I have worked with many of you over the past several years–not only during the time of the pandemic, when we reoriented the OVP's operations to fill the gaps in government response, but through our Angat Buhay projects, where we leveraged our linkages to help the farthest reaches of the country. My track record is out there for all to see. You know how I work. You know what I believe in. You know my intentions. I have absolutely no doubt that our values and our dreams for the country align. I ask only that you consider all of these–my history as well as those of my fellow candidates'-- as you reflect and decide in the coming months.
Thank you very much and good day. I look forward to our conversation for the rest of the event.
ATTY TOLEDO: Thank you, thank you so much, VP Leni. That was a very clear presentation of your plans moving forward and, indeed, I am sure members of this business community are very much appreciative to hear that you will definitely play a part as far as policy making is concerned because you will listen to them and that you have assured them that under your administration it will be leveling the playing field, everybody’s allowed to compete and the rule of law will prevail and that is music to the ears of many who intend to invest more in this country. So, thank you so much. At this point we begin the– the open forum session. I understand that you really have to go by 2:30 because of a previous engagement.
So, let me go straight to the point. We’ve been talking a lot about the need for foreign direct investments to come in. And that has been always been heard day in and day out in all campaigns. And one of the issues being raised is that the reason why foreign direct investments are not coming into the country is the fact that our Constitution provides limitations for the foreign investors to come in. Do you think that there is a need to amend certain provisions of the Constitution to allow and entice more foreign investors to come in?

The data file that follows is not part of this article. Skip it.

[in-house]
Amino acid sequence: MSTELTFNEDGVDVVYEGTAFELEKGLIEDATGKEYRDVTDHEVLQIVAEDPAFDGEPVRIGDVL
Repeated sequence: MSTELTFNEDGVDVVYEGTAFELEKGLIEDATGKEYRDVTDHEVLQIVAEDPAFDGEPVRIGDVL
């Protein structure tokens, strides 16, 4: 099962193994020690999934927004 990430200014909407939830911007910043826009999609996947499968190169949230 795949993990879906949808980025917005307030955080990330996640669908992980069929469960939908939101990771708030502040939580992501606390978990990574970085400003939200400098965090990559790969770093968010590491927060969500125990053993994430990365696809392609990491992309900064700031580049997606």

VP LENI: You know, Mike, I– you know, I do understand the long-standing concerns regarding some of the economic provisions in the Constitution. In fact, when I was still a member of the 16th Congress, there was a lot of discussions on amending the 1987 Constitution specifically for this purpose. I am very much open to exploring any proposed constitutional amendment that would unlock current roadblocks that are thrown our way, as long as we ensure that the process is open, transparent, and people are given the opportunity to participate. Kasi, Mike, ‘yun naman parating worry ng tao, that some of the other provisions not needing any amendments, baka pakialaman. But having said that, I believe that the most urgent among these concerns can already be addressed without going through the tedious, contentious process of amending the Constitution. And one such way is through a more responsive public service act which opens up the Philippine economy to larger scale investments and holds the potential of unlocking key industries and expanding opportunity for our people.
Ang alam ko, Mike, a version is currently being discussed in the Bicam Conference by Congress. ‘Yung House version merong– it– it is a little contentious kasi sinasabi kulang ng safeguards. ‘Yung Senate version naman sinasabi sobra ang safeguards, and baka ma-defeat ‘yung purpose. But it is my hope that, you know, the strong are put in place during the bicams, during the deliberations. So that our national interests and the welfare of the Filipino are protected.
ATTY. TOLEDO: Thank you very much. Well said, indeed. Now I don’t want to put you in a spot, but if you can, if you have an idea already, who will be part of your economic team? Just off the bat, I mean, who are you thinking? Maybe you can come up with several names and uh, but who? If you want to share of course.